Myanmar opposition youth seek louder voice
Myanmar pro-democracy leader Aung San Suu Kyi speaks at the first ever nationwide youth conference of the National League for Democracy party on 5 July, 2014 - by Ye Aung Thu
The Nobel Peace Prize winner's National League for Democracy (NLD), founded after a bloody crackdown on a failed popular uprising in 1988, is preparing for key parliamentary elections next year that could sweep it to power.
Maung Maung Oo, one of the organisers of the meeting of about 150 opposition party members aged 16 to 35 – the first of its kind -- said the aim was "to promote a new generation of leaders".
"Not only our party, but the whole country faces a generation gap," he told AFP.
Young activists were often at the vanguard of Myanmar's decades-old resistance to military rule, which ended in 2011 with the creation of a nominally civilian government.
But they have struggled to penetrate a fledgling post-junta parliamentary system in a country that highly values respect for elders.
"I can guess that some youths might have in their mind that it's their turn to take their places, wondering whether the elders will give up their positions," Suu Kyi said in an opening address to the conference.
"You need to consider how these elders have struggled for a long time to ensure the survival of the NLD," she added.
Younger members have urged the NLD to rejuvenate its senior ranks, traditionally dominated by activists in their 60s or older known as "the uncles", but so far the party has refrained from a substantial revamp.
"The voice of the youth in the party is still weak," said NLD member Yazar, 37.
"I'm not satisfied with the current structure which lacks a proper central executive committee," he said.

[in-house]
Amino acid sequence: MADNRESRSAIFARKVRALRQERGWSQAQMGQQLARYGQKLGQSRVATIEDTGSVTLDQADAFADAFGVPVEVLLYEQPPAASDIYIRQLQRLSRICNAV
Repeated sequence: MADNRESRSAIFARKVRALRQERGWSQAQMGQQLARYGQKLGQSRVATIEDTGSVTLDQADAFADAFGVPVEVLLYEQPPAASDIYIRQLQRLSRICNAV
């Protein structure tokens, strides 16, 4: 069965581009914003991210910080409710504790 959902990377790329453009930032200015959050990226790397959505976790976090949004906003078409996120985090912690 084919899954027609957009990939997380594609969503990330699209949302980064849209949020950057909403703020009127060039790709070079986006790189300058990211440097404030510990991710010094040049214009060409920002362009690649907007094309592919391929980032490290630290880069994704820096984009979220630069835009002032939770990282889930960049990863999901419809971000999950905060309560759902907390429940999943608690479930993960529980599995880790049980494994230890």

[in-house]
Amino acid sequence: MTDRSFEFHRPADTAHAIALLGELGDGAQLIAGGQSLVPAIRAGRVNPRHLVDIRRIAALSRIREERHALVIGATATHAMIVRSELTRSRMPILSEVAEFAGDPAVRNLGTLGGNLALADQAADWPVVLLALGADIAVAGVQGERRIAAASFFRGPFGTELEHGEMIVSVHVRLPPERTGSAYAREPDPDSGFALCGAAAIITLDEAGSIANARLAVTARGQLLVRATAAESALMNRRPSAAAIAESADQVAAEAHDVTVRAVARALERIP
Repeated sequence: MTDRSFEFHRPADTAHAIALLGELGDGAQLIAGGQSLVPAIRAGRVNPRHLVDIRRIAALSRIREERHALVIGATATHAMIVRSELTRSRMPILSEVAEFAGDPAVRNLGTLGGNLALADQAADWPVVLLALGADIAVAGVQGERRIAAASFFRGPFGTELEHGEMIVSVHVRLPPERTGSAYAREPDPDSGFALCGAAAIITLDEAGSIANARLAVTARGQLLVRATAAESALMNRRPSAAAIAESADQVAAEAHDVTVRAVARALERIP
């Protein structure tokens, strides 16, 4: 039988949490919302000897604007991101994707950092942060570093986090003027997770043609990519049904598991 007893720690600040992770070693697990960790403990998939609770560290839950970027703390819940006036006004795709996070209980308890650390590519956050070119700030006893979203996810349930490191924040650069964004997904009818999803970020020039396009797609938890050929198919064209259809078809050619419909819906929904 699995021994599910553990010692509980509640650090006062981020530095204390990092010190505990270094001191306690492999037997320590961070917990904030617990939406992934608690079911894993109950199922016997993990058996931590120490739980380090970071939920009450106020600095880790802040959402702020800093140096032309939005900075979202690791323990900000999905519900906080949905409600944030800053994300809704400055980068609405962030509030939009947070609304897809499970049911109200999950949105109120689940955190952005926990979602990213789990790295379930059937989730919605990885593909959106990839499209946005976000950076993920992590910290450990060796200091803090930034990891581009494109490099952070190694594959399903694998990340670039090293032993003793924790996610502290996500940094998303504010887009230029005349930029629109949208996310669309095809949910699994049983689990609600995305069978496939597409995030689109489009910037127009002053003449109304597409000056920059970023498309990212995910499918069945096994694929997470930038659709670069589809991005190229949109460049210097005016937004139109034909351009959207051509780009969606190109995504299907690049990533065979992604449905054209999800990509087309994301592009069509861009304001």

"Everything depends on Daw Aung San Suu Kyi. I don't think it's a good sign," he said. Daw is a term of respect in Myanmar.
- Learning from elders -
But there was also a recognition that the party needs the experience of its veteran activists.
"We, the youths, still need to learn many things for the future of Myanmar. So we need to do capacity-building first," said Okkar Min, a 29-year-old graduate from the southern city of Myeik.
"We will learn good things from the elders and will avoid the bad things as well."
Myanmar President Thein Sein, a former general, has been praised for overseeing dramatic reforms since taking office in 2011, including the release of political prisoners, the end of direct media censorship and the entry of the opposition into parliament.
Suu Kyi, who spent 15 years locked up by the former junta, was elected as a lawmaker in landmark by-elections in 2012.
The 69-year-old is expected to lead her party to victory in next year's polls, if they are free and fair.
She has voiced ambitions of becoming president and has campaigned vigorously -- but so far unsuccessfully -- for lawmakers to amend a constitutional rule that now bars her from the role as her two sons are foreign nationals.
"We will have to work to win a landslide," Suu Kyi said.
But "the more important thing is we need to think about the next generation. The youth nowadays will also have to think about the next generation too," she added.
Some experts have questioned whether the opposition is ready for the challenges of running the impoverished nation, which include building basic infrastructure, dealing with ethnic and inter-communal violence, kick-starting the economy and reviving healthcare and education.
The NLD lost one of its best loved champions of freedom in April with the death aged 84 of Win Tin, who was Myanmar's longest-serving political detainee under the former junta.
"On the road ahead, whether the youths and the elders like it nor not, youths will have to take positions one day," Suu Kyi told the conference.
"The elders will gradually disappear naturally. The youths will become the elders. Don't forget this."
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